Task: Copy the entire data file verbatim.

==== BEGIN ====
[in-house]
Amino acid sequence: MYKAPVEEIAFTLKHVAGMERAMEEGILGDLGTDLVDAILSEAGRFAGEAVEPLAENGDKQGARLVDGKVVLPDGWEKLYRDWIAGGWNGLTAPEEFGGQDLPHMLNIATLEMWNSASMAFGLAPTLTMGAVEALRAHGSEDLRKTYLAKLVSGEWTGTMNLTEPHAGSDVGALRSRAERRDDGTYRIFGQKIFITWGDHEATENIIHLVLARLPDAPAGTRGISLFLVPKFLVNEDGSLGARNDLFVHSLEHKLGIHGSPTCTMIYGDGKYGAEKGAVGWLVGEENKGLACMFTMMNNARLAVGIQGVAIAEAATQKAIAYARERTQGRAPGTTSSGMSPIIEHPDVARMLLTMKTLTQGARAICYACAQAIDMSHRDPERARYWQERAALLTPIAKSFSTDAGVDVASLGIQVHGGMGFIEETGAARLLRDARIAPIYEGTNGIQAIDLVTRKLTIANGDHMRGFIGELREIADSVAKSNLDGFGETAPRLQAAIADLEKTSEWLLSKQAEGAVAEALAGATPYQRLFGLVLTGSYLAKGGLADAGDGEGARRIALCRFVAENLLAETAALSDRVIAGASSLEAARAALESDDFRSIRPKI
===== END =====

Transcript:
[in-house]
Amino acid sequence: MYKAPVEEIAFTLKHVAGMERAMEEGILGDLGTDLVDAILSEAGRFAGEAVEPLAENGDKQGARLVDGKVVLPDGWEKLYRDWIAGGWNGLTAPEEFGGQDLPHMLNIATLEMWNSASMAFGLAPTLTMGAVEALRAHGSEDLRKTYLAKLVSGEWTGTMNLTEPHAGSDVGALRSRAERRDDGTYRIFGQKIFITWGDHEATENIIHLVLARLPDAPAGTRGISLFLVPKFLVNEDGSLGARNDLFVHSLEHKLGIHGSPTCTMIYGDGKYGAEKGAVGWLVGEENKGLACMFTMMNNARLAVGIQGVAIAEAATQKAIAYARERTQGRAPGTTSSGMSPIIEHPDVARMLLTMKTLTQGARAICYACAQAIDMSHRDPERARYWQERAALLTPIAKSFSTDAGVDVASLGIQVHGGMGFIEETGAARLLRDARIAPIYEGTNGIQAIDLVTRKLTIANGDHMRGFIGELREIADSVAKSNLDGFGETAPRLQAAIADLEKTSEWLLSKQAEGAVAEALAGATPYQRLFGLVLTGSYLAKGGLADAGDGEGARRIALCRFVAENLLAETAALSDRVIAGASSLEAARAALESDDFRSIRPKI